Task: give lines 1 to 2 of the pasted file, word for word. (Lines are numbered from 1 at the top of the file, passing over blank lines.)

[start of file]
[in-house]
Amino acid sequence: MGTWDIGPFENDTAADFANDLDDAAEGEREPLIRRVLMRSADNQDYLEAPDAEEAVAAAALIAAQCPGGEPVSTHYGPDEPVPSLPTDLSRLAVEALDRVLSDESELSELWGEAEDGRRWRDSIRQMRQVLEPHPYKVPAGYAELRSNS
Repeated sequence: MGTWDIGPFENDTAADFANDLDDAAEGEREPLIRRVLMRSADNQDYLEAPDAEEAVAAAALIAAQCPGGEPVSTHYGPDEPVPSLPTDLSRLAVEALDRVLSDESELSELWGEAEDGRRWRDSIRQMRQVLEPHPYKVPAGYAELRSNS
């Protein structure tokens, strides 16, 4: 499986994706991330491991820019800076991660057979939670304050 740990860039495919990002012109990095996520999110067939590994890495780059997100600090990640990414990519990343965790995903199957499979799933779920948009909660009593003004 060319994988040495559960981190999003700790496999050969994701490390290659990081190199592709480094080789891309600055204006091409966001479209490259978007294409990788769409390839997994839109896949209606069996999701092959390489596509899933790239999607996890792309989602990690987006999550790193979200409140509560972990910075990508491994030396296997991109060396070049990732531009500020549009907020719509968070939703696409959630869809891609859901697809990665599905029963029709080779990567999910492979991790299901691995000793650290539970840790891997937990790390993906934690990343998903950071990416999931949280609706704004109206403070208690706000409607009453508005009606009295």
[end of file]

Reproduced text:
[in-house]
Amino acid sequence: MGTWDIGPFENDTAADFANDLDDAAEGEREPLIRRVLMRSADNQDYLEAPDAEEAVAAAALIAAQCPGGEPVSTHYGPDEPVPSLPTDLSRLAVEALDRVLSDESELSELWGEAEDGRRWRDSIRQMRQVLEPHPYKVPAGYAELRSNS